Tristen Wood kept pulling them out of the water, one after another, along the bank of the Little Arkansas River near the tennis center in South Riverside Park.
Clear plastic bags, tied at the top, spilling river water and who knows what else.
"There’s more than just water in here," the 12-year-old announced with one of the bags he fished out.
"There’s something hard in there," he announced with the next.
“Drain it! Drain it!” his grandmother and her friend exclaimed with each fished-out bag as they took part Saturday morning in the Great Arkansas River Trash Roundup. About 700 people turned out in the windy chill to help with the river’s main clean-up of the year, the one that used to precede the Wichita River Festival. When the festival was moved from May to June, organizers decided to keep the clean-up close to Earth Day, which is Monday, said Libby Albers of the City of Wichita’s WATER Center.
“This has the potential of being one of the big waterway Earth Day events in the country,” said Mike Martin of Cargill, the main sponsor of the roundup. Increasing sponsorships are helping in the effort to make it “a big community event,” he said.
Members of the public joined employees of Cargill and Spirit AeroSystems and the city in fanning out across the river banks to the north and the south of Lawrence-Dumont Stadium, where hot dogs and hamburgers donated by Dillons were being grilled for their return. The volunteers, working with families or friends or individually, used grabber tools and gloved hands to corral crushed cans, paper wrappers and plastic bottles into big trash bags. For the first time this year, because the number of volunteers has been increasing, the cleanup extended beyond downtown to the Little Arkansas River in Riverside Park, Albers said.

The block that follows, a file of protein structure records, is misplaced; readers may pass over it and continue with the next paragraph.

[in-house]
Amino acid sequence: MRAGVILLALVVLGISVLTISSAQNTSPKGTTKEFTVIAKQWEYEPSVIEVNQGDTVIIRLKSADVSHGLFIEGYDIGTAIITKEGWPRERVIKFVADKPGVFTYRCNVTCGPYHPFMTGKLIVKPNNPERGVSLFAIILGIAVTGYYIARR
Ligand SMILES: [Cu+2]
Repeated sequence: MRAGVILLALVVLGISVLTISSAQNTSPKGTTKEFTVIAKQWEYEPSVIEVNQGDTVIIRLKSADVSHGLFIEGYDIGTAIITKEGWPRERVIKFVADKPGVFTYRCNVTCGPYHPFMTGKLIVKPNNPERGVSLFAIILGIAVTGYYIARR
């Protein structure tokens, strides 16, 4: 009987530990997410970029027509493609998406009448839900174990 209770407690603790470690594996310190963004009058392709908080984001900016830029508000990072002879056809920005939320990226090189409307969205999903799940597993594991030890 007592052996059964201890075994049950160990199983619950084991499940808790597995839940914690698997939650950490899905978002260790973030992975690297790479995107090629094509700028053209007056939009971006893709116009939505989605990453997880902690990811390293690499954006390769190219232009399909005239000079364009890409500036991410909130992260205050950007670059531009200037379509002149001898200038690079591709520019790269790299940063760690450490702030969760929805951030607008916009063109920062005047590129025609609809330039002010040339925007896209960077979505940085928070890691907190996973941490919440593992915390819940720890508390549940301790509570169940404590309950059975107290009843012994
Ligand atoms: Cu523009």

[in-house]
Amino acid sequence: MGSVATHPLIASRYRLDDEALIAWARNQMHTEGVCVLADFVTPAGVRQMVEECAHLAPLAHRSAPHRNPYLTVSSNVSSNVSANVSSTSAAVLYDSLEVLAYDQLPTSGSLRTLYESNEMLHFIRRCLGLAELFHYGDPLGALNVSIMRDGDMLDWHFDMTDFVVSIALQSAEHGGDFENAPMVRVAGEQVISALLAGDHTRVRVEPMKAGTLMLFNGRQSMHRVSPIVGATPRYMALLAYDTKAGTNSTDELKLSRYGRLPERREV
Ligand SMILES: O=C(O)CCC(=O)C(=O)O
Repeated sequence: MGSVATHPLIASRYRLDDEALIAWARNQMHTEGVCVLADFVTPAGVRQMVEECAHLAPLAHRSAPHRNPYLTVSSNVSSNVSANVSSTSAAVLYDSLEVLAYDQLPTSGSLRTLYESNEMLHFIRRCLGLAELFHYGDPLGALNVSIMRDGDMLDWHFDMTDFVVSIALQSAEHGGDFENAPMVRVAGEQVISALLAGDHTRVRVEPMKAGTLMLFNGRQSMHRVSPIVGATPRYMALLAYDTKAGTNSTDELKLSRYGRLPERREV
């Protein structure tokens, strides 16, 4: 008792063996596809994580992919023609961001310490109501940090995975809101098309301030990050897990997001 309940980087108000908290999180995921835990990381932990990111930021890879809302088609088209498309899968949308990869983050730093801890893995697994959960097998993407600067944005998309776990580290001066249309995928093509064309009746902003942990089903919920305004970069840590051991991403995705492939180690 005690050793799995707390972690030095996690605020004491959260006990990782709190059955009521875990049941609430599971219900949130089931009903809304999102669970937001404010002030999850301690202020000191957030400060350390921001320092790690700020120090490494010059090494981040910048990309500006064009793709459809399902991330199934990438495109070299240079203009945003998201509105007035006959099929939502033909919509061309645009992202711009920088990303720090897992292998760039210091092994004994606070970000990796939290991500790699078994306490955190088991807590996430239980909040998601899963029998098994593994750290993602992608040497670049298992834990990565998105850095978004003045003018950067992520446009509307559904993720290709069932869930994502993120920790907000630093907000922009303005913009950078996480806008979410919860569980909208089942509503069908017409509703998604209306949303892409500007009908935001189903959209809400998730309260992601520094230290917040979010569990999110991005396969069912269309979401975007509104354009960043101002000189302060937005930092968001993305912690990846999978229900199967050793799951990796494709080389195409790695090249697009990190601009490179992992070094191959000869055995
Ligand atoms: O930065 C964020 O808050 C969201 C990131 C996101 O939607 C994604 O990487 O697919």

Judy Burger was one of the people joining the cleanup for the first time. She lives on the west side of town and usually never visits the river, she said. “We go out to the lake.” But Saturday she was picking up trash with her 8-year-old granddaughter, Alyssa Amick, and her friend Kim Highfield, Tristen’s grandmother.
“It’s crazy all the stuff that’s out here,” Burger said. And “that is just amazing” she kept saying as Tristen continued to fish out the plastic bags that had been slipped over the bank and into the river.
Steve and Barbie Schmidt picked up refuse with their 6-year-old daughter, Emma, who ran around gleefully as if on a treasure hunt.
“We like to walk the river a lot, and when we do, we don’t want to see trash everywhere,” Barbie Schmidt said. “We have a little one. We want her to learn the importance of keeping the community clean and the environment.”
The cleanup also gave the children a chance to brush up against nature.
“Worms!” Tristen yelled.
“Oh cool!” Alyssa yelled.
Ducks looked on, and geese honked at the visitors.
The cleanup also helps the wildlife that lives on the river and that migrates through Wichita, said Martin of Cargill and Darin Byer of Ducks Unlimited, which also takes part in the cleanup and receives donations from the sponsors to help restore Slate Creek Wetlands southeast of Wichita.
“These animals don’t know what it is,” Byer said of the trash in the river. “They’ll eat it and choke on it.”
As Tristen’s trash bag got heavier and heavier, he asked his grandmother and friends, "If people didn’t pick up the trash, what would happen to the river?"